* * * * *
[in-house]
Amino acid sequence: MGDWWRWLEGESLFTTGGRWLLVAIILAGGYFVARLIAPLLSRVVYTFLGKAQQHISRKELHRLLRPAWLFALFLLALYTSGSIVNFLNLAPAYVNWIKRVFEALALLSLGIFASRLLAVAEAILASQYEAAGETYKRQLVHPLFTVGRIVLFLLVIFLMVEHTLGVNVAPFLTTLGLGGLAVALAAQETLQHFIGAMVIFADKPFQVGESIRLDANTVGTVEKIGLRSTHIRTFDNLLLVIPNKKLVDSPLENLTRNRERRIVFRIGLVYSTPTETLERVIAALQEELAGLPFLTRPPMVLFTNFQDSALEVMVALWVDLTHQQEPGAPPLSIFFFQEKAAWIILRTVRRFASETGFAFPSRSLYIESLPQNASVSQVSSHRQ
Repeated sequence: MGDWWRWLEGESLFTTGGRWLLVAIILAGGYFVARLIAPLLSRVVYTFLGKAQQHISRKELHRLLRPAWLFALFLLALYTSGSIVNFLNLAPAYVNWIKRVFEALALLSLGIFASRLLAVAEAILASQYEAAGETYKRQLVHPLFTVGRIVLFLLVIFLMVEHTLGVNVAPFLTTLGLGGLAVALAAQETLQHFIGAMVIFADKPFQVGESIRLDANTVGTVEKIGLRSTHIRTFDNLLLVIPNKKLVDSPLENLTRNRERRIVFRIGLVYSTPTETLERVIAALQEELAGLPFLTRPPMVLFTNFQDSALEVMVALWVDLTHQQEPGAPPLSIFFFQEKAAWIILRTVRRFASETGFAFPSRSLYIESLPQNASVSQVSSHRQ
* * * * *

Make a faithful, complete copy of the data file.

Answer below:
[in-house]
Amino acid sequence: MGDWWRWLEGESLFTTGGRWLLVAIILAGGYFVARLIAPLLSRVVYTFLGKAQQHISRKELHRLLRPAWLFALFLLALYTSGSIVNFLNLAPAYVNWIKRVFEALALLSLGIFASRLLAVAEAILASQYEAAGETYKRQLVHPLFTVGRIVLFLLVIFLMVEHTLGVNVAPFLTTLGLGGLAVALAAQETLQHFIGAMVIFADKPFQVGESIRLDANTVGTVEKIGLRSTHIRTFDNLLLVIPNKKLVDSPLENLTRNRERRIVFRIGLVYSTPTETLERVIAALQEELAGLPFLTRPPMVLFTNFQDSALEVMVALWVDLTHQQEPGAPPLSIFFFQEKAAWIILRTVRRFASETGFAFPSRSLYIESLPQNASVSQVSSHRQ
Repeated sequence: MGDWWRWLEGESLFTTGGRWLLVAIILAGGYFVARLIAPLLSRVVYTFLGKAQQHISRKELHRLLRPAWLFALFLLALYTSGSIVNFLNLAPAYVNWIKRVFEALALLSLGIFASRLLAVAEAILASQYEAAGETYKRQLVHPLFTVGRIVLFLLVIFLMVEHTLGVNVAPFLTTLGLGGLAVALAAQETLQHFIGAMVIFADKPFQVGESIRLDANTVGTVEKIGLRSTHIRTFDNLLLVIPNKKLVDSPLENLTRNRERRIVFRIGLVYSTPTETLERVIAALQEELAGLPFLTRPPMVLFTNFQDSALEVMVALWVDLTHQQEPGAPPLSIFFFQEKAAWIILRTVRRFASETGFAFPSRSLYIESLPQNASVSQVSSHRQ